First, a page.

espresso books


Linda Bree came to talk to the History of Material Texts seminar last week, on the subject of ‘Scholarly Publishing and Technological Change’. As someone who knows the world of academic publishing from every possible direction–Linda is Editorial Director for Arts and Literature at Cambridge University Press, and a scholar working on the ‘long eighteenth century’–she is uniquely placed to tell us what is going on out there, and her talk was indeed eye-opening.

As someone who subscribes to the scholarly orthodoxy that new technologies don’t replace old technologies, but force creative adaptation, I had completely missed what to her was the most important feature of the current landscape: digital printing, and Print-On-Demand technology. Although POD can be unreliable (do you really trust Amazon to deliver you a decent facsimile of that novel from 1833?), for scholarly publishers it is transformative. It gives old books a new lease of life (CUP calls its project to digitize its back-catalogue the ‘Lazarus programme’!) and allows supply to be more closely tailored to demand for new books. It also promises to make publishing leaner and greener, since digital files can be printed out in locations across the world, cutting transportation costs. And you may be able to have a book freshly printed by your local bookshop, if something like the Blackwell’s ‘Espresso Book Machine’ takes off more widely.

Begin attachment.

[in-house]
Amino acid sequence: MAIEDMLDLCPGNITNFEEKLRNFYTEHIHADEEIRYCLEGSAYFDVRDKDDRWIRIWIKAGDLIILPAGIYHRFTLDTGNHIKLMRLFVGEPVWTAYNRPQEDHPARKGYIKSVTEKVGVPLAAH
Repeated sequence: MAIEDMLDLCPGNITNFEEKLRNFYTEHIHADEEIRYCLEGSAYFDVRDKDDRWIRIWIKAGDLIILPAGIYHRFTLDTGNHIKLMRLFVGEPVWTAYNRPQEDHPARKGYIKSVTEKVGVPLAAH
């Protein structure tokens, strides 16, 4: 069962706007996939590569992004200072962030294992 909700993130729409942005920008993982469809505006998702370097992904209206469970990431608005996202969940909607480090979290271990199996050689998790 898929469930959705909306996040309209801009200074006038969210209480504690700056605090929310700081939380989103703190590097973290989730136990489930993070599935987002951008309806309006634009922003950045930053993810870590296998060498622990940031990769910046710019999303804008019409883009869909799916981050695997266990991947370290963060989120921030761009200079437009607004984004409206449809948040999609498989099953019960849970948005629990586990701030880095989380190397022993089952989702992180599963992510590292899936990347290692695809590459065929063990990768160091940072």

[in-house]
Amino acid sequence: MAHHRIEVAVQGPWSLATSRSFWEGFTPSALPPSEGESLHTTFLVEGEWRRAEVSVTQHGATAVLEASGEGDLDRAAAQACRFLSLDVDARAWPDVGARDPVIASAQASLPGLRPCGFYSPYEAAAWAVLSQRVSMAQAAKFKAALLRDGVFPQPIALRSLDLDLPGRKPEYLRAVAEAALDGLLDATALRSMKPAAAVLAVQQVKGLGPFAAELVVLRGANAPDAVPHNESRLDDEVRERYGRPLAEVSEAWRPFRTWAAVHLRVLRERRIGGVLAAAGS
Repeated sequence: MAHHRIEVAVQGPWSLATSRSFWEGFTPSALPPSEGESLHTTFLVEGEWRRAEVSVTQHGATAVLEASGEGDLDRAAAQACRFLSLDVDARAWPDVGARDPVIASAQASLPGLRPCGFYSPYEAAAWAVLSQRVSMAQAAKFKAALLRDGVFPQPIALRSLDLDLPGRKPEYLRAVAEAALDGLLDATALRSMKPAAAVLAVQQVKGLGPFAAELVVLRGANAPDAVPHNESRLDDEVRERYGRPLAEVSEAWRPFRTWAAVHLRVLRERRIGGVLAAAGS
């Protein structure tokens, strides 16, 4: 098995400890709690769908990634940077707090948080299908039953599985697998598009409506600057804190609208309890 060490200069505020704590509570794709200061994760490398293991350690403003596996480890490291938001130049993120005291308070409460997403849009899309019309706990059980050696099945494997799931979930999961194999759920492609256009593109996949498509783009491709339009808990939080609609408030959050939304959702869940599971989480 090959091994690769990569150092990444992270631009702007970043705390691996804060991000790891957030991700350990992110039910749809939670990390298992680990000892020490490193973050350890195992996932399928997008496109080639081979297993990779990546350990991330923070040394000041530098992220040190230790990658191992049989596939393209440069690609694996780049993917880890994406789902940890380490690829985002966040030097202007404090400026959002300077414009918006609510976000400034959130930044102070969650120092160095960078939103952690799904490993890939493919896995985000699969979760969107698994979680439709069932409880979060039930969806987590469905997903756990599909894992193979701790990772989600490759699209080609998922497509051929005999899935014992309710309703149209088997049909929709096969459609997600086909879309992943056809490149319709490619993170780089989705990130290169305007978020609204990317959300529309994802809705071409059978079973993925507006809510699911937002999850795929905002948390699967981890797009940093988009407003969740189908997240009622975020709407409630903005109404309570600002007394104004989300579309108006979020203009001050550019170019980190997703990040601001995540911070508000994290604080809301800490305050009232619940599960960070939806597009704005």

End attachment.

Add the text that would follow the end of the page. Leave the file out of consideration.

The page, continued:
Other areas of the picture Bree painted were more murky. The question of how libraries will survive when they are spending their budgets not on buying books but on renting digital content; or of how publishers will survive as the web fosters the illusion (or the ideal) that content should come for free–these were left hanging. In the short term, though, it seems that the physical book will remain the medium of choice for academic monographs. If you’ve got to read a big chunky book full of footnotes, cross-references, and appendices, a book that you may want to scribble on and store away for future reference, ink on paper remains indispensable. For now.

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